Must-read: Chris Adamson, one of the few developers with real experience with Java and multimedia, lays out just how bad the situation is with Java on the Mac:
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I think the problems here are not insurmountable – it’s just a matter spending energy on the future of development in Java, not ranting at Steve Jobs – or simply moving on to other alternatives if they’re better-suited to your task anyway.

Chris actually knows what he’s talking about, whereas I rant into the ether in the hopes that people who know what they’re talking about set me straight.

But I am confident of one thing. As I said last week, there are two scenarios here: one, Oracle steps in with their own implementation, and two, the OpenJDK community does. Unfortunately, right now, both scenarios are seeming unlikely. Chris does a nice reality-check on just how far OpenJDK on the Mac is from doing what’s necessary. Short list:

  • The UI.
  • Sound.
  • Mac integration.

(Hint: those are not exactly minor problems.) Oh, yeah, and then there’s the fact that, as Chris puts it, “Java’s desktop packages – AWT, Swing, javax.sound, etc. – are very much a white elephant.”

Or to put it another way, “Desktop Java is a ruinously expensive legacy that they need to do something about.”

One of the reasons Processing made it to Android so quickly, by the way, is that Processing doesn’t really invest in that expensive UI legacy. Switch the output to OpenGL and move on. But that doesn’t solve the problem of getting audio to work — which Chris puts at about a $20k cost, and for a set of packages (JavaSound) with their own set of legacy problems. And doing away with UI widgets entirely isn’t a solution, either; it’s not clear what will now happen to the many applications that rely on those, like Eclipse. (Some people were predicting the demise of the Android SDK, but remember that the core SDK is all based on command-line tools. In other words – don’t panic about that.)

Chris has at least successfully dissuaded me that Apple contributing to OpenJDK is more or less legally impossible, even if they had a desire to do so. I still think a version of OpenJDK not weighed down by these issues could have a future. Too bad Oracle dominates the OpenJDK process.

Someone at Oracle realizes this is a problem, right? They’re waiting in the wings with a Java implementation for the Mac?

Bottom line is, between the Apple deprecation, decade-old political and technical problems, and Oracle going on an IP rampage with Google, it’s hard to be optimistic about Java in general. I hope that artists and creative people begin to look at other alternatives. C/C++ is there, of course, but that’s not always the right solution for everything. Python, anyone?

Side notes… In all seriousness, considering alternatives is a good idea with or without a crisis, and commenters do just that. (LuaAV is worth a look, in other words.) I think it’s reasonable to ask Oracle to do a Java implementation, and complaints should be at their doorstep, not Apple’s. Waiting for anyone is never a reasonable answer, on the other hand. Apple’s Java implementation appears to be included in 10.7 Tiger, even though it’s deprecated, so there’s some time to work on OpenJDK. Those who don’t need legacy UI widgets have a distinct advantage, and I would question Chris’ own “$20,000″ sound example – because to me, porting JavaSound seems like a terrible idea. Instead, it seems Java just needs a simple callback audio I/O implementation that works, not a kitchen-sink audio library that doesn’t.

Sure enough, running on OpenJDK isn’t impossible. Eclipse + SoyLatte + Mac works. Have a look at this blog post and check the screenshot above. That means you can be reasonably sure you’re not losing your entire IDE, or the ability to make Android apps on the Mac. And with adjustment, I think it could also mean that the next major milestone of Processing could run on OpenJDK. (I’ve accidentally run Processing on OpenJDK without incident because of forgetting to switch default Java on Linux a couple of times – and was surprised when nearly everything worked. So it’s time to go see what breaks, and un-break it. What I don’t know is how much of a hit on the Mac the lack of Apple’s AWT enhancements cause. But at least Processing doesn’t use Swing.)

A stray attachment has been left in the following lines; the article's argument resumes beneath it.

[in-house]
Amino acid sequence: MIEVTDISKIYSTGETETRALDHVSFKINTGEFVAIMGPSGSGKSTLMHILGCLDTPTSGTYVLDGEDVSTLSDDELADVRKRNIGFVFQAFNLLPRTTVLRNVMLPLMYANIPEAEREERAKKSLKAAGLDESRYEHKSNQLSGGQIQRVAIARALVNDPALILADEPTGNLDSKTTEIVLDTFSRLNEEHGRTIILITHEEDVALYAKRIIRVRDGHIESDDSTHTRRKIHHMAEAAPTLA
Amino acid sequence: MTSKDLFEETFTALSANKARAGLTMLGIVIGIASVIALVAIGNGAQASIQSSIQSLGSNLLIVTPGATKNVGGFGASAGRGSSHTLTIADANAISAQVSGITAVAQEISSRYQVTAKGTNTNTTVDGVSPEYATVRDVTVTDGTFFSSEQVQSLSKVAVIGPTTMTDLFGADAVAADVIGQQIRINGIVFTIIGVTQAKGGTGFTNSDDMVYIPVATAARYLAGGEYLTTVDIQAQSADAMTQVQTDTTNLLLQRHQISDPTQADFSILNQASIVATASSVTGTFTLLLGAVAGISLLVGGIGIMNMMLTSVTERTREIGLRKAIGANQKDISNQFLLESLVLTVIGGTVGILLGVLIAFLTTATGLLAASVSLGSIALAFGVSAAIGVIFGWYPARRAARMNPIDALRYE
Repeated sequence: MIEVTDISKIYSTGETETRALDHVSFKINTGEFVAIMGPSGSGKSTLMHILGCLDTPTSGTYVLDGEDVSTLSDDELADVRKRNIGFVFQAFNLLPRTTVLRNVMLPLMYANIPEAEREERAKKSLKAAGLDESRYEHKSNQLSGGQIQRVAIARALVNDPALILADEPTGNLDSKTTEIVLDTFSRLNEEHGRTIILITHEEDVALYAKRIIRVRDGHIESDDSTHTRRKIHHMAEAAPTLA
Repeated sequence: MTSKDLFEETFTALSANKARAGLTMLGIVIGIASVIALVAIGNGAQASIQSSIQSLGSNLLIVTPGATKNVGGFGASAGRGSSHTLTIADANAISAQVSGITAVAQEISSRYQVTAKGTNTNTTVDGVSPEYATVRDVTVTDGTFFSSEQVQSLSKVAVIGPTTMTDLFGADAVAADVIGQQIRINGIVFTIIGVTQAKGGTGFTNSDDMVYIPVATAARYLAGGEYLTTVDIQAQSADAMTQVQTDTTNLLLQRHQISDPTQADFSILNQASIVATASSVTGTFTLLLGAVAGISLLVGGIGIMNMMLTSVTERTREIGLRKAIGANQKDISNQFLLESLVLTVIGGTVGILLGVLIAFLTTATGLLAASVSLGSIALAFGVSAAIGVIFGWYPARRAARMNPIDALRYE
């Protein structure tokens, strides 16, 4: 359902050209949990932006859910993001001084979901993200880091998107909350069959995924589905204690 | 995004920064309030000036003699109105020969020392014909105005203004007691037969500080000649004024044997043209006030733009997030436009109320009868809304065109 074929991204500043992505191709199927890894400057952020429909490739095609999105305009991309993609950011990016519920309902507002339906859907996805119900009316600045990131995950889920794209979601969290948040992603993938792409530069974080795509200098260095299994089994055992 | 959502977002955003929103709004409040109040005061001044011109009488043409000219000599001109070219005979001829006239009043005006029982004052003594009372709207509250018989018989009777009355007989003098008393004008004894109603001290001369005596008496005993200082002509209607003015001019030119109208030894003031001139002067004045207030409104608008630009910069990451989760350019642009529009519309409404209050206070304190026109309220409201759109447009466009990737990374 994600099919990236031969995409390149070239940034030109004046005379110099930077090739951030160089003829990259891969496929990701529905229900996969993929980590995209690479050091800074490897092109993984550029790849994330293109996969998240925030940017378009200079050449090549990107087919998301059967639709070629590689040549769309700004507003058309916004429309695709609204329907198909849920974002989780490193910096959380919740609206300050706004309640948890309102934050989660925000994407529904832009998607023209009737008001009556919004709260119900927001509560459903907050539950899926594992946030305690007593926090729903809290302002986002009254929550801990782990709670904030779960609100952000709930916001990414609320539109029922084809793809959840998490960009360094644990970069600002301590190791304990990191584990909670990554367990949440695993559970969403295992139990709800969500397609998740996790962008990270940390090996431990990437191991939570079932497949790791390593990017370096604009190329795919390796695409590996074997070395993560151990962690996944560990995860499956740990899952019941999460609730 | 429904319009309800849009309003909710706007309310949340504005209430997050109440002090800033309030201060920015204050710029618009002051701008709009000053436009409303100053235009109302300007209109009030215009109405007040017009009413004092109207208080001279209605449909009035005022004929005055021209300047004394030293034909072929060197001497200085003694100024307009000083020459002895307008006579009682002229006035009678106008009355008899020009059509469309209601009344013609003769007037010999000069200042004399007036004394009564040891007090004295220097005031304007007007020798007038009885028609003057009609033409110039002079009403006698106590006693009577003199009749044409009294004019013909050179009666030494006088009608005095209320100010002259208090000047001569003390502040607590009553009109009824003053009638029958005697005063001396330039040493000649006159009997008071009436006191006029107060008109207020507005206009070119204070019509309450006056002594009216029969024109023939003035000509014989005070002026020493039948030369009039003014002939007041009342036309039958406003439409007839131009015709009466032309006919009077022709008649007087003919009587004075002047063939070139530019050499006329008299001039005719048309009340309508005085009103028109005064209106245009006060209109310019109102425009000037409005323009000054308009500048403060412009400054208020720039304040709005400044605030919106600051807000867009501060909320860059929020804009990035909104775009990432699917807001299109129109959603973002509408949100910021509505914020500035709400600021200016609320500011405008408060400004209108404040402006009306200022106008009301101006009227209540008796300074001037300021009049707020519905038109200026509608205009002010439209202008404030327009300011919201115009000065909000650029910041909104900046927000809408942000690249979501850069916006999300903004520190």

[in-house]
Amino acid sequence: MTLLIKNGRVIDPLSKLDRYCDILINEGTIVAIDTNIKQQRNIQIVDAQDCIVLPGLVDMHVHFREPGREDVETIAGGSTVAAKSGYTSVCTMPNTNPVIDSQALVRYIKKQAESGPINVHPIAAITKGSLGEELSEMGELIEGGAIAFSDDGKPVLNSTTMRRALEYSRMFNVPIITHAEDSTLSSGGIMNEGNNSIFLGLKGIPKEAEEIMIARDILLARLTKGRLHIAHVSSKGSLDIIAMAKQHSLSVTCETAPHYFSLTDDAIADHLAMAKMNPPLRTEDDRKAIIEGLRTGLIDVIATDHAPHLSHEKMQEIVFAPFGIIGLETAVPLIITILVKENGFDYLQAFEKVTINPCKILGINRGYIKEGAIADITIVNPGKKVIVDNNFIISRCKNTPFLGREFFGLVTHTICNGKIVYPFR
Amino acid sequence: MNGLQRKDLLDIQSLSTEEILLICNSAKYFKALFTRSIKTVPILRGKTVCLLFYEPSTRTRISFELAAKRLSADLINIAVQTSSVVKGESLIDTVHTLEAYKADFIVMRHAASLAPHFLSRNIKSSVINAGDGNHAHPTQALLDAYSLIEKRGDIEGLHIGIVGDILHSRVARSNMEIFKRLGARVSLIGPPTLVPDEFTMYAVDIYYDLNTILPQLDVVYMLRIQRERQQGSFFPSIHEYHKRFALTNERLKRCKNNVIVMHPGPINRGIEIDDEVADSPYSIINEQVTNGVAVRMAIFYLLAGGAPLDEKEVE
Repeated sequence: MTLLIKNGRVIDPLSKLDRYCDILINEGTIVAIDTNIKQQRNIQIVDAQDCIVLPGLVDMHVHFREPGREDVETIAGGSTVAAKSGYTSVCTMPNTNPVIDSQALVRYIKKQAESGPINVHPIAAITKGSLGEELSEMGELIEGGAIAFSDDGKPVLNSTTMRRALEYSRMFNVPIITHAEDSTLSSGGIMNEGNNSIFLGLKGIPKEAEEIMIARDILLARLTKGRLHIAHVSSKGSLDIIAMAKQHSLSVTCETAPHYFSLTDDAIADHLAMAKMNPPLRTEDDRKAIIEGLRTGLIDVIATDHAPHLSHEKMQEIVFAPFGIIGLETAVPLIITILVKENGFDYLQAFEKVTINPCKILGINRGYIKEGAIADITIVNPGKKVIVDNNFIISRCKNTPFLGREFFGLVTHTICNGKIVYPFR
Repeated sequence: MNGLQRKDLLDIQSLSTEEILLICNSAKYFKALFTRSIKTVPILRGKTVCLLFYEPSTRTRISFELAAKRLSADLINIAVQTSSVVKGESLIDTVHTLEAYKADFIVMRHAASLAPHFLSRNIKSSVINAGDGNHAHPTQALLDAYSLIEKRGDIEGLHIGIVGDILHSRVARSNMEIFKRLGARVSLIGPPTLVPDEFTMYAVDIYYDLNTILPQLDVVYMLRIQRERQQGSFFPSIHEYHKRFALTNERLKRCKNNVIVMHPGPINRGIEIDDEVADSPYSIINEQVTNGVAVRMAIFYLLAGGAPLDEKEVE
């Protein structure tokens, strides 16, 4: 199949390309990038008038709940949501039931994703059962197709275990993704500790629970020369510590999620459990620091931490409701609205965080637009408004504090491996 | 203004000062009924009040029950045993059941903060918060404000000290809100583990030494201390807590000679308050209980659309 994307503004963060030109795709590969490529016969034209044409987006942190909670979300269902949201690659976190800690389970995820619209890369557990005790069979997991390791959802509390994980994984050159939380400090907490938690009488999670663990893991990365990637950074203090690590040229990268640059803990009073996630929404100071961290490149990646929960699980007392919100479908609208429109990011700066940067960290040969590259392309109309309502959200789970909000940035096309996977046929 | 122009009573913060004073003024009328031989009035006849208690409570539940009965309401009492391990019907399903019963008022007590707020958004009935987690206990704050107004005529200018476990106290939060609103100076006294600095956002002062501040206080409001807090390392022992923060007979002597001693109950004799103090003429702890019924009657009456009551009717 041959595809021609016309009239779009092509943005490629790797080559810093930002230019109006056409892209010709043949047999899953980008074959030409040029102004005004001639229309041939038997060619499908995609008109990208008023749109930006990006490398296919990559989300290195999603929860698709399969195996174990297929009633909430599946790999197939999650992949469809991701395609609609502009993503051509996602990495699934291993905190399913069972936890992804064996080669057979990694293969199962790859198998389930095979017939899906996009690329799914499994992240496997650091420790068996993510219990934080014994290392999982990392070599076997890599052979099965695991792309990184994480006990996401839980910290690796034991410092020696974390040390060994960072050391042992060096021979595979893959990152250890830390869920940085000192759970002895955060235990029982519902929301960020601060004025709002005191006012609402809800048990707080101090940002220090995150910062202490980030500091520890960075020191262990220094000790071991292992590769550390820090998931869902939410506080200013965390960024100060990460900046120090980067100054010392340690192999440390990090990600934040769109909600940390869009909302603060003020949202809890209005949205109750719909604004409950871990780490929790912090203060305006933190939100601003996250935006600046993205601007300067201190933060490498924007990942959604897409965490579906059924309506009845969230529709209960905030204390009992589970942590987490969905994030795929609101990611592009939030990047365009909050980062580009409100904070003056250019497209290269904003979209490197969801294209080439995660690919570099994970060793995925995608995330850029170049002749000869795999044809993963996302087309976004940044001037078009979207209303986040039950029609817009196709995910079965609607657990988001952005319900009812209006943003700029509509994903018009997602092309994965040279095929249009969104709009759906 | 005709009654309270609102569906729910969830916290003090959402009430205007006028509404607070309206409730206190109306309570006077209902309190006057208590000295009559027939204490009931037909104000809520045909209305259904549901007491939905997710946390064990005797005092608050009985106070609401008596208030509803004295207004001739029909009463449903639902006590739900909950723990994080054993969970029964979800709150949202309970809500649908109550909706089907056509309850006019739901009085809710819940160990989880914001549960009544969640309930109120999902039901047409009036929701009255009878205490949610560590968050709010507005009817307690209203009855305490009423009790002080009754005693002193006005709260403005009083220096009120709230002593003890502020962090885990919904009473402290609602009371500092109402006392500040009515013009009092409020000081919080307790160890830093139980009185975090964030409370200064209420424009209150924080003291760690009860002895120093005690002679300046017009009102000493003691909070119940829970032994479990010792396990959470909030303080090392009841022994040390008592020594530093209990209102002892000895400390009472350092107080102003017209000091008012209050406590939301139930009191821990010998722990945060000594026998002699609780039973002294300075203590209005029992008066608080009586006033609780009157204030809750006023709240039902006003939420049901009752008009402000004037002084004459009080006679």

Eclipse on SoyLatte without X11

  • Gilbert Bernstein

    I'm not quite sure what the current hubbub is about, but I don't think that either Python or C/C++ are reasonable replacements for Java. I've heard that Python is usually estimated to run about 2 order of magnitude slower than C/C++ code and Java is about 2x slower as rules of thumb. 2x is a very reasonable cost to pay in order to not have to worry about manual memory management etc. However, I suspect that a Processing-like environment would be much more frustrating to use for complicated projects if it ran approximately 50x slower.

  • Peter Kirn

    Well, I think the hubbub is about the fact that there isn't a sense of a strong replacement for Java. Python, to use that example, is happier with a healthy VM.

  • Marc Sciglimpaglia

    For those who are looking for something faster than Python/Ruby/et alia, you might consider Lua. I've made some bindings to OpenFrameworks for a project I'm working on with considerable success, and the speed has been quite acceptable, even considering that I'm not currently using the LLVM-based native JIT compiler.

    It's not as much of a drop-in solution as Processing, as you'd still need to generate the bindings yourself, though maybe some enterprising soul will publish a pre-rolled distribution one of these days. Frankly, I think Java is a somewhat obnoxious language for the kind of rapid prototyping that Processing is intended for anyway. YMMV, of course.

    There is also the ambitious LuaAV project, although IMHO it's not quite mature enough to warrant using it for anything serious at this juncture.

    http://www.lua.org http://lua-av.mat.ucsb.edu/about.html http://code.google.com/p/llvm-lua

  • Peter Kirn

    Yeah, absolutely. Lua is a huge contender.